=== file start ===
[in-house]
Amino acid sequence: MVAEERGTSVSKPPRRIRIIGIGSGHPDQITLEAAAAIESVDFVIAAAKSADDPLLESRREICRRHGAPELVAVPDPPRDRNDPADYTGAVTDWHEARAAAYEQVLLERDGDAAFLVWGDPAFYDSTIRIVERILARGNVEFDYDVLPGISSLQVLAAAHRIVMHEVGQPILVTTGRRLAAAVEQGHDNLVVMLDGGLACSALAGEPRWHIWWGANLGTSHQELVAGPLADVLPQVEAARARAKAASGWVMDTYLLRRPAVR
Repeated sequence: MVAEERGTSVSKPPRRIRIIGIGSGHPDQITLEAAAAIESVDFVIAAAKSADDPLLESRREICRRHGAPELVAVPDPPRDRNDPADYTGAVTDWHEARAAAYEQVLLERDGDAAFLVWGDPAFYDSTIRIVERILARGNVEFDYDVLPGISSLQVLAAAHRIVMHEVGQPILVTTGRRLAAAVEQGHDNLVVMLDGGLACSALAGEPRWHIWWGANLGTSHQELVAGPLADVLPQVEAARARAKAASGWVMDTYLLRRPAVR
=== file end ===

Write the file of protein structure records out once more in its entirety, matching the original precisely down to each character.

[in-house]
Amino acid sequence: MVAEERGTSVSKPPRRIRIIGIGSGHPDQITLEAAAAIESVDFVIAAAKSADDPLLESRREICRRHGAPELVAVPDPPRDRNDPADYTGAVTDWHEARAAAYEQVLLERDGDAAFLVWGDPAFYDSTIRIVERILARGNVEFDYDVLPGISSLQVLAAAHRIVMHEVGQPILVTTGRRLAAAVEQGHDNLVVMLDGGLACSALAGEPRWHIWWGANLGTSHQELVAGPLADVLPQVEAARARAKAASGWVMDTYLLRRPAVR
Repeated sequence: MVAEERGTSVSKPPRRIRIIGIGSGHPDQITLEAAAAIESVDFVIAAAKSADDPLLESRREICRRHGAPELVAVPDPPRDRNDPADYTGAVTDWHEARAAAYEQVLLERDGDAAFLVWGDPAFYDSTIRIVERILARGNVEFDYDVLPGISSLQVLAAAHRIVMHEVGQPILVTTGRRLAAAVEQGHDNLVVMLDGGLACSALAGEPRWHIWWGANLGTSHQELVAGPLADVLPQVEAARARAKAASGWVMDTYLLRRPAVR